(penum. mag. 1.00; Saros 140)

The Moon will approach within 0% of the Earth's umbral shadow at maximum eclipse; 100% of the Moon's disc will be partially shaded by the Earth, with the overall eclipse lasting 4 hours and 21 minutes. While less dramatic than a partial eclipse (as no part of the Moon will be in complete shadow), a shading across the Moon should be readily visible to observers.


28 Aug, 2751 AD
max: 23:58 UT
Penumbral Lunar Eclipse
(penum. mag. 0.87; Saros 140)

At maximum eclipse, 87% of the Moon's disc will be partially shaded by the Earth, which will cause a slight shadow gradient across its disc; this subtle effect may be visible to careful observers. No part of the Moon will be in complete shadow. The eclipse will last 4 hours and 7 minutes overall.


8 Sep, 2769 AD
max: 07:09 UT
Penumbral Lunar Eclipse
(penum. mag. 0.74; Saros 140)

This subtle penumbral eclipse eclipse may be visible to a skilled observer at maximum eclipse. 74% of the Moon's disc will be partially shaded by the Earth (none of it will be in total shadow), which will cause a gentle shadow gradient across its disc at maximum; the eclipse as a whole will last 3 hours and 52 minutes.


19 Sep, 2787 AD
max: 14:24 UT
Penumbral Lunar Eclipse
(penum. mag. 0.62; Saros 140)

This subtle penumbral eclipse eclipse may be visible to a skilled observer at maximum eclipse. 62% of the Moon's disc will be partially shaded by the Earth (none of it will be in total shadow), which will cause a gentle shadow gradient across its disc at maximum; the eclipse as a whole will last 3 hours and 36 minutes.


29 Sep, 2805 AD
max: 21:45 UT
Penumbral Lunar Eclipse
(penum. mag. 0.51; Saros 140)

This very subtle penumbral eclipse eclipse will be essentially invisible to the naked eye; though it will last 3 hours and 19 minutes, just 51% of the Moon's disc will be in partial shadow (with no part of it in complete shadow).


11 Oct, 2823 AD
max: 05:11 UT
Penumbral Lunar Eclipse
(penum. mag. 0.41; Saros 140)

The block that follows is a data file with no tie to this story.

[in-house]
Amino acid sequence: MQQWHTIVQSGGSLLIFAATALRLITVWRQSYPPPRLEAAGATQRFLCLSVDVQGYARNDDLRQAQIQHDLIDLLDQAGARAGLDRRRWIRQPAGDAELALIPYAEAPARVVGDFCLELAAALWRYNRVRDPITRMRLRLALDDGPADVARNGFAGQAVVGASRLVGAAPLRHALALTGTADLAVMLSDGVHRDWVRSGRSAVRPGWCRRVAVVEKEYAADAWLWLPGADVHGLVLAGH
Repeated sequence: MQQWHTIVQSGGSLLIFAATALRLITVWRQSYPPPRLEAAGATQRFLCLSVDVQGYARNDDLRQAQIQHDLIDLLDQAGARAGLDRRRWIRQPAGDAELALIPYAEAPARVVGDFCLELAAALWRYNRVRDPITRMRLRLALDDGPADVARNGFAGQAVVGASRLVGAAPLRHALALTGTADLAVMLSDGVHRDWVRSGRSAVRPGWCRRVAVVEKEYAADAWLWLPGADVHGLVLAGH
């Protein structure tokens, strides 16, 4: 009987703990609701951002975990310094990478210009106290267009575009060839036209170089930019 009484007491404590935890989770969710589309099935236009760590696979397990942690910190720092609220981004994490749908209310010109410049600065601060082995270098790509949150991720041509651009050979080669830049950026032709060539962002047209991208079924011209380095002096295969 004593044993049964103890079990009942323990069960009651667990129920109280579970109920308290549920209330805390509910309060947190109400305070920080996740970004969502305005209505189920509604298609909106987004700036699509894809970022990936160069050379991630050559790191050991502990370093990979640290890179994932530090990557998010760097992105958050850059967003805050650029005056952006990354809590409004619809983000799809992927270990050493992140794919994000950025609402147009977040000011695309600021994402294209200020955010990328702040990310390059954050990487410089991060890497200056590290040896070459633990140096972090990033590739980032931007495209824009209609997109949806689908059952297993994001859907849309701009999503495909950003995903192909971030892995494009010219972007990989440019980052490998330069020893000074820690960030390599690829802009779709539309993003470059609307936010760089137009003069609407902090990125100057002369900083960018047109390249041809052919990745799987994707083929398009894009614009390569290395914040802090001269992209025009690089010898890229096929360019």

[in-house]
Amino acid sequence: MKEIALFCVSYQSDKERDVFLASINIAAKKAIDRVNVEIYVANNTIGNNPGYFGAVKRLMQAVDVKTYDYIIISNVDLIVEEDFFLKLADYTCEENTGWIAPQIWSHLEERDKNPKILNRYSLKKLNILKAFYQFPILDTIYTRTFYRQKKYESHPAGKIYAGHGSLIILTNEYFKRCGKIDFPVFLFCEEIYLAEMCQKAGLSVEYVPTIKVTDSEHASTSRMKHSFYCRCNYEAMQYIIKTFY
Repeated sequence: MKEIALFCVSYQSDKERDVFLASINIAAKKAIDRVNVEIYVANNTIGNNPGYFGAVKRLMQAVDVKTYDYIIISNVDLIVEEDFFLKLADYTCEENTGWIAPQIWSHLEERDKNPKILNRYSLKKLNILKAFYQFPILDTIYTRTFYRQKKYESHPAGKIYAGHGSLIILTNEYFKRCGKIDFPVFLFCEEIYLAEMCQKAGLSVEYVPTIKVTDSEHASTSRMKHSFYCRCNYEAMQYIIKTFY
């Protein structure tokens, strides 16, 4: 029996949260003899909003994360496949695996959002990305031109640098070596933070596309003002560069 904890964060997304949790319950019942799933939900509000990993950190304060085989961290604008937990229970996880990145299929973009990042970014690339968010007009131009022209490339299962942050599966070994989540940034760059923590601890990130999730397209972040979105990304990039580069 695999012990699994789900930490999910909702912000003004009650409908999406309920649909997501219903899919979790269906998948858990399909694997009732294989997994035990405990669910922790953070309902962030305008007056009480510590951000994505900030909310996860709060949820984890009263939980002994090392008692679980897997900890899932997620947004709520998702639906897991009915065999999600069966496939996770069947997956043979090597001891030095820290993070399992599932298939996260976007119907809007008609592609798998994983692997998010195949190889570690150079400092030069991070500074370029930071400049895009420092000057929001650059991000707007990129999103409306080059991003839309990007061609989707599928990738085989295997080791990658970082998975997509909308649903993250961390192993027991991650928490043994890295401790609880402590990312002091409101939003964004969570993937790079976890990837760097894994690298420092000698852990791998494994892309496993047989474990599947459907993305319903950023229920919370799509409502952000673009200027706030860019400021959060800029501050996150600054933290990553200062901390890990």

This very subtle penumbral eclipse eclipse will be essentially invisible to the naked eye; though it will last 3 hours and 2 minutes, just 41% of the Moon's disc will be in partial shadow (with no part of it in complete shadow).


21 Oct, 2841 AD
max: 12:45 UT
Penumbral Lunar Eclipse
(penum. mag. 0.33; Saros 140)

This very subtle penumbral eclipse eclipse will be essentially invisible to the naked eye; though it will last 2 hours and 43 minutes, just 33% of the Moon's disc will be in partial shadow (with no part of it in complete shadow).


1 Nov, 2859 AD
max: 20:25 UT
Penumbral Lunar Eclipse
(penum. mag. 0.25; Saros 140)

This very subtle penumbral eclipse eclipse will be essentially invisible to the naked eye; though it will last 2 hours and 25 minutes, just 25% of the Moon's disc will be in partial shadow (with no part of it in complete shadow).


12 Nov, 2877 AD
max: 04:13 UT
Penumbral Lunar Eclipse
(penum. mag. 0.19; Saros 140)

In this extremely marginal eclipse, the Moon barely clips the edge of the Earth's penumbral shadow. This will cause a microscopic darkening of just 19% of the Moon's disc for 2 hours and 7 minutes, which will be essentially impossible to see.


23 Nov, 2895 AD
max: 12:06 UT
Penumbral Lunar Eclipse
(penum. mag. 0.14; Saros 140)

In this extremely marginal eclipse, the Moon barely clips the edge of the Earth's penumbral shadow. This will cause a microscopic darkening of just 14% of the Moon's disc for 1 hour and 49 minutes, which will be essentially impossible to see.


4 Dec, 2913 AD
max: 20:05 UT
Penumbral Lunar Eclipse
(penum. mag. 0.09; Saros 140)

In this extremely marginal eclipse, the Moon barely clips the edge of the Earth's penumbral shadow. This will cause a microscopic darkening of just 9% of the Moon's disc for 1 hour and 31 minutes, which will be essentially impossible to see.


16 Dec, 2931 AD
max: 04:10 UT
Penumbral Lunar Eclipse
(penum. mag. 0.06; Saros 140)

In this extremely marginal eclipse, the Moon barely clips the edge of the Earth's penumbral shadow. This will cause a microscopic darkening of just 6% of the Moon's disc for 1 hour and 15 minutes, which will be essentially impossible to see.


26 Dec, 2949 AD
max: 12:19 UT
Penumbral Lunar Eclipse
(penum. mag. 0.04; Saros 140)

In this extremely marginal eclipse, the Moon barely clips the edge of the Earth's penumbral shadow. This will cause a microscopic darkening of just 4% of the Moon's disc for 56 minutes and 54 seconds, which will be essentially impossible to see.


6 Jan, 2968 AD
max: 20:30 UT
Penumbral Lunar Eclipse
(penum. mag. 0.01; Saros 140)

In this extremely marginal eclipse, the Moon barely clips the edge of the Earth's penumbral shadow. This will cause a microscopic darkening of just 1% of the Moon's disc for 36 minutes and 54 seconds, which will be essentially impossible to see.